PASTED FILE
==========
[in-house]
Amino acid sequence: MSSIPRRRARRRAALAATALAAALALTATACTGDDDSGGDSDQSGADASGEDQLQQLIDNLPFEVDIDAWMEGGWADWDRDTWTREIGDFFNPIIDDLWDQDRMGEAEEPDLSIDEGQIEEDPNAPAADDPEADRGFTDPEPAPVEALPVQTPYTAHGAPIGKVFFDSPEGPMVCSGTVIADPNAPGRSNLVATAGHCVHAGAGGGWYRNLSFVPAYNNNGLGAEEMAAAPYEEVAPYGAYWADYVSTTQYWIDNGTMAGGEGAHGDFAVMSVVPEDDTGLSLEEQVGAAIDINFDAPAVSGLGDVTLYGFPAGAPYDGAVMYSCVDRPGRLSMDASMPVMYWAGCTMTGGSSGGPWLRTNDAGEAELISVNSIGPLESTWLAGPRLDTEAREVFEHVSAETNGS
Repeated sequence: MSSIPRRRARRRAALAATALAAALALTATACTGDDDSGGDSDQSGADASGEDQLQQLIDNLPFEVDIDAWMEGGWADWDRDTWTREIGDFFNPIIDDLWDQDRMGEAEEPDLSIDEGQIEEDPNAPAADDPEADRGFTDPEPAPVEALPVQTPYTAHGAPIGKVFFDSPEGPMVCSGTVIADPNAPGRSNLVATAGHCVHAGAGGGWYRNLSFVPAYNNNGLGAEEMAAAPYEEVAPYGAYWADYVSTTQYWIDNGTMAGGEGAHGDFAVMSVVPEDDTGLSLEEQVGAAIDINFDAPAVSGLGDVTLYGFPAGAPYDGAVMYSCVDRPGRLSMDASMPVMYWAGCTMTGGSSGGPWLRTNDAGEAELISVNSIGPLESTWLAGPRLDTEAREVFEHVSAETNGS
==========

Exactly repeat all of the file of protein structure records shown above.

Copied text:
[in-house]
Amino acid sequence: MSSIPRRRARRRAALAATALAAALALTATACTGDDDSGGDSDQSGADASGEDQLQQLIDNLPFEVDIDAWMEGGWADWDRDTWTREIGDFFNPIIDDLWDQDRMGEAEEPDLSIDEGQIEEDPNAPAADDPEADRGFTDPEPAPVEALPVQTPYTAHGAPIGKVFFDSPEGPMVCSGTVIADPNAPGRSNLVATAGHCVHAGAGGGWYRNLSFVPAYNNNGLGAEEMAAAPYEEVAPYGAYWADYVSTTQYWIDNGTMAGGEGAHGDFAVMSVVPEDDTGLSLEEQVGAAIDINFDAPAVSGLGDVTLYGFPAGAPYDGAVMYSCVDRPGRLSMDASMPVMYWAGCTMTGGSSGGPWLRTNDAGEAELISVNSIGPLESTWLAGPRLDTEAREVFEHVSAETNGS
Repeated sequence: MSSIPRRRARRRAALAATALAAALALTATACTGDDDSGGDSDQSGADASGEDQLQQLIDNLPFEVDIDAWMEGGWADWDRDTWTREIGDFFNPIIDDLWDQDRMGEAEEPDLSIDEGQIEEDPNAPAADDPEADRGFTDPEPAPVEALPVQTPYTAHGAPIGKVFFDSPEGPMVCSGTVIADPNAPGRSNLVATAGHCVHAGAGGGWYRNLSFVPAYNNNGLGAEEMAAAPYEEVAPYGAYWADYVSTTQYWIDNGTMAGGEGAHGDFAVMSVVPEDDTGLSLEEQVGAAIDINFDAPAVSGLGDVTLYGFPAGAPYDGAVMYSCVDRPGRLSMDASMPVMYWAGCTMTGGSSGGPWLRTNDAGEAELISVNSIGPLESTWLAGPRLDTEAREVFEHVSAETNGS